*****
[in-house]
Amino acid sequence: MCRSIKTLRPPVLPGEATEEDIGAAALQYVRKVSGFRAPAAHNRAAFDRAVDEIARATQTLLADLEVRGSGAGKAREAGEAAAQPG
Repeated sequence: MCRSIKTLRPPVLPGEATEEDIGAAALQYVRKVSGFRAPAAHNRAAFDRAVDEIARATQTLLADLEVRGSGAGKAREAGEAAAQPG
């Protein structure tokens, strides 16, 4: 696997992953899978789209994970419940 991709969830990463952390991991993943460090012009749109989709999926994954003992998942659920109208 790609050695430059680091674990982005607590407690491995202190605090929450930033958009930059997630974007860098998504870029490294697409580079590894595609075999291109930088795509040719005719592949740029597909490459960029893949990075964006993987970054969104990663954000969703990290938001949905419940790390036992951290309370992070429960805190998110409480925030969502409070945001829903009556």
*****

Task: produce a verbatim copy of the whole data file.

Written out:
[in-house]
Amino acid sequence: MCRSIKTLRPPVLPGEATEEDIGAAALQYVRKVSGFRAPAAHNRAAFDRAVDEIARATQTLLADLEVRGSGAGKAREAGEAAAQPG
Repeated sequence: MCRSIKTLRPPVLPGEATEEDIGAAALQYVRKVSGFRAPAAHNRAAFDRAVDEIARATQTLLADLEVRGSGAGKAREAGEAAAQPG
């Protein structure tokens, strides 16, 4: 696997992953899978789209994970419940 991709969830990463952390991991993943460090012009749109989709999926994954003992998942659920109208 790609050695430059680091674990982005607590407690491995202190605090929450930033958009930059997630974007860098998504870029490294697409580079590894595609075999291109930088795509040719005719592949740029597909490459960029893949990075964006993987970054969104990663954000969703990290938001949905419940790390036992951290309370992070429960805190998110409480925030969502409070945001829903009556």